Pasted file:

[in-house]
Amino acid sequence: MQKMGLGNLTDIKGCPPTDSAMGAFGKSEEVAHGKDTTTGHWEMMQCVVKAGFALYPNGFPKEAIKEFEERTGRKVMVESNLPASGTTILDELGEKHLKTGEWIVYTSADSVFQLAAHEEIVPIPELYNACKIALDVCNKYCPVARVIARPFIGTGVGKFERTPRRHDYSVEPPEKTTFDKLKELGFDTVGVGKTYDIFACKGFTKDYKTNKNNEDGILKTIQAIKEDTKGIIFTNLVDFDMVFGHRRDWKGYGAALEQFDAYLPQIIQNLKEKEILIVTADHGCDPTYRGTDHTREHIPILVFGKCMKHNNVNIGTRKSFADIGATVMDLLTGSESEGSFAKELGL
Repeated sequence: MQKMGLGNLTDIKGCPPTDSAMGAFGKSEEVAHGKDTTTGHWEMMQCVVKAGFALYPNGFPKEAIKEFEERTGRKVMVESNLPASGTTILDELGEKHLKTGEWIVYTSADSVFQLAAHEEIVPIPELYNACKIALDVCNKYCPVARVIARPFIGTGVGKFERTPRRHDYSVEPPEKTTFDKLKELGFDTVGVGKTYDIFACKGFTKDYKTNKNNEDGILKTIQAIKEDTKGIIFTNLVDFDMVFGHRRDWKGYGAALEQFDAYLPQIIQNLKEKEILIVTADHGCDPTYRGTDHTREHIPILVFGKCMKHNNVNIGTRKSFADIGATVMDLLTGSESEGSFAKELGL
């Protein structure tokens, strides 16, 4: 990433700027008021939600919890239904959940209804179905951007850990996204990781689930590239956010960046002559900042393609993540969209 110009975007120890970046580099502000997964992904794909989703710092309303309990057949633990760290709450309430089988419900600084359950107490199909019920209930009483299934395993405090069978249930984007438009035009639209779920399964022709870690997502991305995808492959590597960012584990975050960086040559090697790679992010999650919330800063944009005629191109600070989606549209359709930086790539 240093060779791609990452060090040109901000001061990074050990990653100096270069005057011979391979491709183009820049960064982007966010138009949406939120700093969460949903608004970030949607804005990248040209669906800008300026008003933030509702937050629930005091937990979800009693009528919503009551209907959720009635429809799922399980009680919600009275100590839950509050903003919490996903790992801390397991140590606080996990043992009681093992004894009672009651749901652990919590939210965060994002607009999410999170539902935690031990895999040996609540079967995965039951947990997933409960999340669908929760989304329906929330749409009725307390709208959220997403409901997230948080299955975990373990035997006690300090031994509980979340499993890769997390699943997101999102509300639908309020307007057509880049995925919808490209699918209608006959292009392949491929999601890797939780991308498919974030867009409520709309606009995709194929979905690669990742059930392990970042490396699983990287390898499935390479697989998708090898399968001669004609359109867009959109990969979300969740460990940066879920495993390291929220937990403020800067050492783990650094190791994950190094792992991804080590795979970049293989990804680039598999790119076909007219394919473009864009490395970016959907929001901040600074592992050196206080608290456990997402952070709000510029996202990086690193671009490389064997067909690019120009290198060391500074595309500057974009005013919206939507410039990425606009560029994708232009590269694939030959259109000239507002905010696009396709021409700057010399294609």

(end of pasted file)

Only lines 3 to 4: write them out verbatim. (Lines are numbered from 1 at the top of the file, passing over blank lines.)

Repeated sequence: MQKMGLGNLTDIKGCPPTDSAMGAFGKSEEVAHGKDTTTGHWEMMQCVVKAGFALYPNGFPKEAIKEFEERTGRKVMVESNLPASGTTILDELGEKHLKTGEWIVYTSADSVFQLAAHEEIVPIPELYNACKIALDVCNKYCPVARVIARPFIGTGVGKFERTPRRHDYSVEPPEKTTFDKLKELGFDTVGVGKTYDIFACKGFTKDYKTNKNNEDGILKTIQAIKEDTKGIIFTNLVDFDMVFGHRRDWKGYGAALEQFDAYLPQIIQNLKEKEILIVTADHGCDPTYRGTDHTREHIPILVFGKCMKHNNVNIGTRKSFADIGATVMDLLTGSESEGSFAKELGL
């Protein structure tokens, strides 16, 4: 990433700027008021939600919890239904959940209804179905951007850990996204990781689930590239956010960046002559900042393609993540969209 110009975007120890970046580099502000997964992904794909989703710092309303309990057949633990760290709450309430089988419900600084359950107490199909019920209930009483299934395993405090069978249930984007438009035009639209779920399964022709870690997502991305995808492959590597960012584990975050960086040559090697790679992010999650919330800063944009005629191109600070989606549209359709930086790539 240093060779791609990452060090040109901000001061990074050990990653100096270069005057011979391979491709183009820049960064982007966010138009949406939120700093969460949903608004970030949607804005990248040209669906800008300026008003933030509702937050629930005091937990979800009693009528919503009551209907959720009635429809799922399980009680919600009275100590839950509050903003919490996903790992801390397991140590606080996990043992009681093992004894009672009651749901652990919590939210965060994002607009999410999170539902935690031990895999040996609540079967995965039951947990997933409960999340669908929760989304329906929330749409009725307390709208959220997403409901997230948080299955975990373990035997006690300090031994509980979340499993890769997390699943997101999102509300639908309020307007057509880049995925919808490209699918209608006959292009392949491929999601890797939780991308498919974030867009409520709309606009995709194929979905690669990742059930392990970042490396699983990287390898499935390479697989998708090898399968001669004609359109867009959109990969979300969740460990940066879920495993390291929220937990403020800067050492783990650094190791994950190094792992991804080590795979970049293989990804680039598999790119076909007219394919473009864009490395970016959907929001901040600074592992050196206080608290456990997402952070709000510029996202990086690193671009490389064997067909690019120009290198060391500074595309500057974009005013919206939507410039990425606009560029994708232009590269694939030959259109000239507002905010696009396709021409700057010399294609």